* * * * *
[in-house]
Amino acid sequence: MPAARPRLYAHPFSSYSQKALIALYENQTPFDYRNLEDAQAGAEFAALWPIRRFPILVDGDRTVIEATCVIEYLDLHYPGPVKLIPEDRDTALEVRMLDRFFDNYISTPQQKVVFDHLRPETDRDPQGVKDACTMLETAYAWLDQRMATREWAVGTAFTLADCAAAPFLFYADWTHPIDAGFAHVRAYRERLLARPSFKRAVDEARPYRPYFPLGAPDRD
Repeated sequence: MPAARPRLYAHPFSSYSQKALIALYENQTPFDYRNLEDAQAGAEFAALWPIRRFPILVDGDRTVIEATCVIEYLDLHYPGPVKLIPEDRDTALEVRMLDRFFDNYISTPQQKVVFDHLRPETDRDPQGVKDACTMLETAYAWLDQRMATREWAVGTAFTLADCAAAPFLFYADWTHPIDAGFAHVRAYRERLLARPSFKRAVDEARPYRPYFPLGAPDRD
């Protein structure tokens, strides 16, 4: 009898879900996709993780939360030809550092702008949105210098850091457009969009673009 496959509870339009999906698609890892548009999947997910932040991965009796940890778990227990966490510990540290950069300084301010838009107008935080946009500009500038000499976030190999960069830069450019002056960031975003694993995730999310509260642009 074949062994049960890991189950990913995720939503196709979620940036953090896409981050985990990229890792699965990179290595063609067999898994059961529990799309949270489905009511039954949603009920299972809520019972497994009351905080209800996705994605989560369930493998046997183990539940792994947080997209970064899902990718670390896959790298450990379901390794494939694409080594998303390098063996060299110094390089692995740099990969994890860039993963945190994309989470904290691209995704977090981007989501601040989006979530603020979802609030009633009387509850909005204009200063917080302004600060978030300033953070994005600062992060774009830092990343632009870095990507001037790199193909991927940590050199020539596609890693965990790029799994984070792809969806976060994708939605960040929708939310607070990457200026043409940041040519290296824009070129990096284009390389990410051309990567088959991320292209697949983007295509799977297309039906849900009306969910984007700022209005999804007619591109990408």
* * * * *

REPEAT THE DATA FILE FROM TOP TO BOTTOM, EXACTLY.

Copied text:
[in-house]
Amino acid sequence: MPAARPRLYAHPFSSYSQKALIALYENQTPFDYRNLEDAQAGAEFAALWPIRRFPILVDGDRTVIEATCVIEYLDLHYPGPVKLIPEDRDTALEVRMLDRFFDNYISTPQQKVVFDHLRPETDRDPQGVKDACTMLETAYAWLDQRMATREWAVGTAFTLADCAAAPFLFYADWTHPIDAGFAHVRAYRERLLARPSFKRAVDEARPYRPYFPLGAPDRD
Repeated sequence: MPAARPRLYAHPFSSYSQKALIALYENQTPFDYRNLEDAQAGAEFAALWPIRRFPILVDGDRTVIEATCVIEYLDLHYPGPVKLIPEDRDTALEVRMLDRFFDNYISTPQQKVVFDHLRPETDRDPQGVKDACTMLETAYAWLDQRMATREWAVGTAFTLADCAAAPFLFYADWTHPIDAGFAHVRAYRERLLARPSFKRAVDEARPYRPYFPLGAPDRD
């Protein structure tokens, strides 16, 4: 009898879900996709993780939360030809550092702008949105210098850091457009969009673009 496959509870339009999906698609890892548009999947997910932040991965009796940890778990227990966490510990540290950069300084301010838009107008935080946009500009500038000499976030190999960069830069450019002056960031975003694993995730999310509260642009 074949062994049960890991189950990913995720939503196709979620940036953090896409981050985990990229890792699965990179290595063609067999898994059961529990799309949270489905009511039954949603009920299972809520019972497994009351905080209800996705994605989560369930493998046997183990539940792994947080997209970064899902990718670390896959790298450990379901390794494939694409080594998303390098063996060299110094390089692995740099990969994890860039993963945190994309989470904290691209995704977090981007989501601040989006979530603020979802609030009633009387509850909005204009200063917080302004600060978030300033953070994005600062992060774009830092990343632009870095990507001037790199193909991927940590050199020539596609890693965990790029799994984070792809969806976060994708939605960040929708939310607070990457200026043409940041040519290296824009070129990096284009390389990410051309990567088959991320292209697949983007295509799977297309039906849900009306969910984007700022209005999804007619591109990408």